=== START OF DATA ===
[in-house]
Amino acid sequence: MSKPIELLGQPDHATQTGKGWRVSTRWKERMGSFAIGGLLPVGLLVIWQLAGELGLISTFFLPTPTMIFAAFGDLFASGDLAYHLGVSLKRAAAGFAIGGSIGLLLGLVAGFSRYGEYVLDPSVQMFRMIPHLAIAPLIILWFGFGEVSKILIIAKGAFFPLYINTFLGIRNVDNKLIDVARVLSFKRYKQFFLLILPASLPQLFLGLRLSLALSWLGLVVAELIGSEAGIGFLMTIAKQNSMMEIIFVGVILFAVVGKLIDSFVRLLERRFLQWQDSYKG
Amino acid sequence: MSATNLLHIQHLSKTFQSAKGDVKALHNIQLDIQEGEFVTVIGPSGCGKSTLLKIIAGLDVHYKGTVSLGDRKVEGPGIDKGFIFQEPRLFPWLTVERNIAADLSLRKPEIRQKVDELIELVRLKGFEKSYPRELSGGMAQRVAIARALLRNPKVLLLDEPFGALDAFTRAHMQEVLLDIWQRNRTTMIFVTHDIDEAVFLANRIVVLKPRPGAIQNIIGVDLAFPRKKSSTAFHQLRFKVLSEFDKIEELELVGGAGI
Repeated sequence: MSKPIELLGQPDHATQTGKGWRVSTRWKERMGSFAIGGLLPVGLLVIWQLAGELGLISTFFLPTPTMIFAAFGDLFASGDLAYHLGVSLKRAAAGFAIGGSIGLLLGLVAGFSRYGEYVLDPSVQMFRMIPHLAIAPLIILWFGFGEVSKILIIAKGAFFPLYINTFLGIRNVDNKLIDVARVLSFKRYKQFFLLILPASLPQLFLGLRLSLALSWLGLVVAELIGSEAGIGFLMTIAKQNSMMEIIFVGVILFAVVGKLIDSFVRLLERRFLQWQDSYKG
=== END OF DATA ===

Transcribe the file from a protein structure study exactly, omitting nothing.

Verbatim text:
[in-house]
Amino acid sequence: MSKPIELLGQPDHATQTGKGWRVSTRWKERMGSFAIGGLLPVGLLVIWQLAGELGLISTFFLPTPTMIFAAFGDLFASGDLAYHLGVSLKRAAAGFAIGGSIGLLLGLVAGFSRYGEYVLDPSVQMFRMIPHLAIAPLIILWFGFGEVSKILIIAKGAFFPLYINTFLGIRNVDNKLIDVARVLSFKRYKQFFLLILPASLPQLFLGLRLSLALSWLGLVVAELIGSEAGIGFLMTIAKQNSMMEIIFVGVILFAVVGKLIDSFVRLLERRFLQWQDSYKG
Amino acid sequence: MSATNLLHIQHLSKTFQSAKGDVKALHNIQLDIQEGEFVTVIGPSGCGKSTLLKIIAGLDVHYKGTVSLGDRKVEGPGIDKGFIFQEPRLFPWLTVERNIAADLSLRKPEIRQKVDELIELVRLKGFEKSYPRELSGGMAQRVAIARALLRNPKVLLLDEPFGALDAFTRAHMQEVLLDIWQRNRTTMIFVTHDIDEAVFLANRIVVLKPRPGAIQNIIGVDLAFPRKKSSTAFHQLRFKVLSEFDKIEELELVGGAGI
Repeated sequence: MSKPIELLGQPDHATQTGKGWRVSTRWKERMGSFAIGGLLPVGLLVIWQLAGELGLISTFFLPTPTMIFAAFGDLFASGDLAYHLGVSLKRAAAGFAIGGSIGLLLGLVAGFSRYGEYVLDPSVQMFRMIPHLAIAPLIILWFGFGEVSKILIIAKGAFFPLYINTFLGIRNVDNKLIDVARVLSFKRYKQFFLLILPASLPQLFLGLRLSLALSWLGLVVAELIGSEAGIGFLMTIAKQNSMMEIIFVGVILFAVVGKLIDSFVRLLERRFLQWQDSYKG